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Shyamalan's 'Glass' is Engaging Almost Until the End

MOVIE REVIEW
I don’t think anyone will deny that M. Night Shyamalan is a great storyteller. He initially proved that with the release of The Sixth Sense. The symbolism of the color red, the odd scenes that made very little sense until the end of the movie and of course, the amazing twist that nobody saw coming. That incredible twist has almost been the director’s undoing. Since 1999, not one of his other movie’s endings have had the same impact, but he continues to try.

In 2000, Mr. Shyamalan hoped that lightening would strike twice with Unbreakable which also starred Bruce Willis. Like The Sixth Sense, Unbreakable was a mystery only this time, the story featured the lone survivor of a train crash who left the accident without a scratch on him and an incredibly fragile, wheelchair-bound, comic book enthusiast which appeared to be the polar opposite. The story was intriguing, but basically fell apart near the end when the twist was revealed. Now almost 19 years later, the same thing ha…

This Day in Pop Culture for July 25

(Disney)
‘The Black Cauldron's’ Scary Opening
Originally set to open during Christmas of 1984, Disney’s animated, The Black Cauldron, didn’t open in theaters until this day in 1985. Known as Disney’s first animated film to receive a PG rating, the movie was delayed due to a disastrous test screening where young children were running out of the theater scared to death. The scenes included beheadings and other gruesome images. Hardly family-friendly. Disney’s studio chairman at the time, Jeffrey Katzenberg, was so incensed, he ordered that certain scenes be dropped from the final film. When producer Joe Hale objected, Katzenberg edited the film on his own and only stopped when CEO Michael Eisner asked him to. However, with so many scenes now missing from the film, new scenes needed to be animated and the film was delayed. Unfortunately, the changes were not enough to fix the film’s troubles. The film had originally been budgeted at $25 million, but about $44 million was spent by the time the film was finished and the movie only grossed $21.3 million domestically. The movie received mixed reviews from audiences and critics alike. Unlike other Disney films, the movie wasn’t released onto video until 1998. While The Black Cauldron does have its fans, it is one of the least successful Disney films of all time.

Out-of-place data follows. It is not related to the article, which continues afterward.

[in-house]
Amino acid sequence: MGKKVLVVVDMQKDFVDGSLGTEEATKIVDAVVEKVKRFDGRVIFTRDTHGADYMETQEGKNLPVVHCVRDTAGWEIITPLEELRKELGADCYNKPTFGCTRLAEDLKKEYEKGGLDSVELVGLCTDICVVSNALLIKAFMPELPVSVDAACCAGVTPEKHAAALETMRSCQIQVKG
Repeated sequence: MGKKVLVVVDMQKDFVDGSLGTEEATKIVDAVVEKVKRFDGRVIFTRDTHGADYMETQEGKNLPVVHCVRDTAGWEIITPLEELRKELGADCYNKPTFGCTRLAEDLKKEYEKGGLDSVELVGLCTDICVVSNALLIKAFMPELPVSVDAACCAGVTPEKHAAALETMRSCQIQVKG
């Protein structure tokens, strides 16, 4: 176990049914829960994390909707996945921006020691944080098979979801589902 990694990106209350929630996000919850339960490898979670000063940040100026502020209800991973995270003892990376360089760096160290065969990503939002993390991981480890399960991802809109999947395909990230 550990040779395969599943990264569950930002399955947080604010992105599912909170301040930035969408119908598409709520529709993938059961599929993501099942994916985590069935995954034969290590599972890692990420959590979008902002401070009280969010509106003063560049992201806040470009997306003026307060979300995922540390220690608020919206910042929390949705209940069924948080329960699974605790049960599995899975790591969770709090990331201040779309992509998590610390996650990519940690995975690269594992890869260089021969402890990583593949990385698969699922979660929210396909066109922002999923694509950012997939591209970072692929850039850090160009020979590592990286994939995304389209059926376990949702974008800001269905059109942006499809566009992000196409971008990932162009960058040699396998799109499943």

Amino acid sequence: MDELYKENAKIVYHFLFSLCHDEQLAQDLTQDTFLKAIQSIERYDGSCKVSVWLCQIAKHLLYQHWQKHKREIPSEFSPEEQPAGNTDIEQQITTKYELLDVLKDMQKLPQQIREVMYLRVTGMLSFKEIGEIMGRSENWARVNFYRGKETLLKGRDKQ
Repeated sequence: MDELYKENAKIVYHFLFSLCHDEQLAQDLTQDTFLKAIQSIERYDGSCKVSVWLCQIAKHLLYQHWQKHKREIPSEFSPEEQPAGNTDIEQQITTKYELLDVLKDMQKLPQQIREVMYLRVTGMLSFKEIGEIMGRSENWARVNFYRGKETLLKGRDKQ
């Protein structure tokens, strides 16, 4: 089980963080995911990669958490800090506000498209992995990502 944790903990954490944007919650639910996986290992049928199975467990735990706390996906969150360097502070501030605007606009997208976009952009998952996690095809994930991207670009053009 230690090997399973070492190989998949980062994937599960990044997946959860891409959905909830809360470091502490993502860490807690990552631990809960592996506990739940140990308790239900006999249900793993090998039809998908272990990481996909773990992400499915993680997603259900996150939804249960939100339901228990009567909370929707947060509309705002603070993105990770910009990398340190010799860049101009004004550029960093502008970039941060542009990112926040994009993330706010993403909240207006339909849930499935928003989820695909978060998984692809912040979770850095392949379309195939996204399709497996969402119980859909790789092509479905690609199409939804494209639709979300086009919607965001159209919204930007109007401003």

World's First "Test Tube Baby" is Born
Lesley Brown had a history of infertility due to a set of blocked fallopian tubes. In November of 1977 she underwent an experimental procedure that removed a mature egg from her ovaries and was combined with her husband’s sperm in a laboratory dish in hopes of creating a “test tube baby.” On this day in 1978, Louise Joy Brown, the world's first baby to be conceived via in vitro fertilization was born at Oldham and District General Hospital in Manchester, England. In December 2006, Louise Brown gave birth to a boy, Cameron John Mullinder, who was conceived naturally.


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